It’s not so much that we’ve ruined Christmas as that we’ve let Christmas ruin Christianity. Our skewed understanding of gifts has led to a skewed understanding of spiritual gifts, and so of Christianity.
What if we re-imagined education so that failing was not a disaster, but part of the process? What if we started to think that way in our own lives as well?
God’s grace? I know God’s grace. I know that it’s sufficient and wide-reaching and freely given, not earned. I know what I’m supposed to know. But grace doesn’t sink in and I live as though God’s grace is enough for everybody except me.
We know, in the abstract, that we might be wrong — we just never think we’re wrong in the here and now. But what if the space of being-wrong is precisely the space Christians — as redeemed sinners — are called to inhabit?
We live in an age of international terror, and an age of refugees. Countries that used to be safe from terrorism, like Kenya, France, Lebanon, and Nigeria, have seen massacres that take one’s breath away. What is behind these catastrophes? And how should American Christians respond to the overwhelming tide of refugees and the terrorists some believe to be hiding amongst them?
Dress codes may be a band-aid that is needed for our current sexually wounded society, but we can’t think that bandaging the wound is the same thing as treating the disease.
The Christian’s challenge of late modern fashion.
When we start altering the genetics of an organism, are we playing God? Well, of course we are. I would argue that we are playing God all the time.
An increasing number of people have questioned whether or not research into and the use of GMOs is ethical and whether Christians should be involved with this research. Can Christians in good conscience use GMOs to full our mandate to care for creation?
The primary object of the science of psychology is human nature and how it is expressed in thoughts, actions, and feelings. God created humans to think, act, and feel and be in relationship with other humans.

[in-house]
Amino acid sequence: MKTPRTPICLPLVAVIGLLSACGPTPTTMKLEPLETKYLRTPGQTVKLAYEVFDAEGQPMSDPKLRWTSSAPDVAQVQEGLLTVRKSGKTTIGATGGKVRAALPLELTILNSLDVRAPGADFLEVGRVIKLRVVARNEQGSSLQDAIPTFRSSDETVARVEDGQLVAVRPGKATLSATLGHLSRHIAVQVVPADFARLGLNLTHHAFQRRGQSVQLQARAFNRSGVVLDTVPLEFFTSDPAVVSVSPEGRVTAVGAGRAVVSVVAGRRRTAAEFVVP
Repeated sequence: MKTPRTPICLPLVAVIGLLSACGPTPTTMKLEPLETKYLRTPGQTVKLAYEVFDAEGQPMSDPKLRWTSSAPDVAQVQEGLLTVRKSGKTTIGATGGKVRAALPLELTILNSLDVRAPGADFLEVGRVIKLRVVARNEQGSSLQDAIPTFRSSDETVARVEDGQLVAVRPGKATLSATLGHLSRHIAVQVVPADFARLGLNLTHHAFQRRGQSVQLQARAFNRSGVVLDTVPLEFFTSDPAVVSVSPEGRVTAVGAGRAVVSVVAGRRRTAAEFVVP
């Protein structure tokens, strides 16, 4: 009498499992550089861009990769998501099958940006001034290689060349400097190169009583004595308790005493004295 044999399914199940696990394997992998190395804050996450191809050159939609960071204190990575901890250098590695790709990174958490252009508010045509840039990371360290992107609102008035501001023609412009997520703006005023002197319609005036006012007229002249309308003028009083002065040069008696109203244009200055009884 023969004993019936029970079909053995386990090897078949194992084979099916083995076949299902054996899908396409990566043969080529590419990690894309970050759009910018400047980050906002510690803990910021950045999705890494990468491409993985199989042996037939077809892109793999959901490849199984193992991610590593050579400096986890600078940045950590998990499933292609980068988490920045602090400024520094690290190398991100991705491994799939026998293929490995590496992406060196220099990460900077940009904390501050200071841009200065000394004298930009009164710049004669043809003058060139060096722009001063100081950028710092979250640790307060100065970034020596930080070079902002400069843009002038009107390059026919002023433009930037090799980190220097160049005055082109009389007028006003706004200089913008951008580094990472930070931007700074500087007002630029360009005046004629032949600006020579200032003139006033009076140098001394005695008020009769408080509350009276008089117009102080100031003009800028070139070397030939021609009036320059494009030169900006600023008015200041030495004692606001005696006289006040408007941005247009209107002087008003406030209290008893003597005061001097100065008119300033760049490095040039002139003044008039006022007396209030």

Christians don’t all agree on the best way to frame a specifically Christian view of the student. Drawing on Niebuhr’s idea that there are various ways to think about the relationship between Christ and culture, let’s look at three biblically-informed ways Christians have come to view the young humans sitting in our classrooms.
While the law may assume rationality, it’s a fair question whether people are really all that rational. At the same time, if we so often behave irrationally, how is it that we are competent to judge something like reasonableness?
To be human is to be the middle pole in the God-human-creation relationship. And God has asked us, not merely to reflect God’s love back to God, but to be the part of creation through which God’s love can be refracted into all the different parts of creation.
When I think about the Levites who ministered by night, I think about a dedicated, reliable group who got things done and—through their skill and humility—made the work look easy.
Unfortunately, when we are drawn into a discussion that looks at environmentalism on such a large scale, we miss the opportunities to be stewards of creation that are right in front of us on a daily basis.
While the effects of sin will never allow us to perfectly obey the creation mandate, how can we become more obedient to the creation mandate, and what does living in accordance with the this mandate mean, not just individually but institutionally? How can an institution be a good steward?
Once we understand that earthkeeping has more to do with who we are rather than what we do, we are free to develop practices that reveal where our heart is.
I am a Christian conservative voter. I landed in the Republican Party because it most closely identified with my beliefs and values many years ago, and I am still involved in it because it continues to be the party that most closely identifies with my beliefs to this day.
In the 2000 presidential election I voted for Ralph Nader, a decision that brought ridicule from all sides. I had grown weary of the inability to think outside the box.
To be a Christian and a Democrat hardly seems possible to some, but there is more than the “one issue” of abortion to being a Democrat.
The Bible has many stories or texts that might make us wonder how it can be part of God’s Word. These are the Bible stories no one talks about.
Sometimes our Reformation emphasis on putting the Bible in hands of everyone leads to the false conclusion that the Bible requires no interpretation.
The Bible is now practically everywhere; thanks especially to the smartphone app. However, ironically enough, biblical understanding and its use has become shallower and less serious as biblical access has become more convenient and easy.
The best thing we can do to prepare to read and hear the biblical story is to exercise our imagination.
I don’t agree with those who say that busy-ness or the demands of our jobs make it hard for us to live lives of free and gracious giving.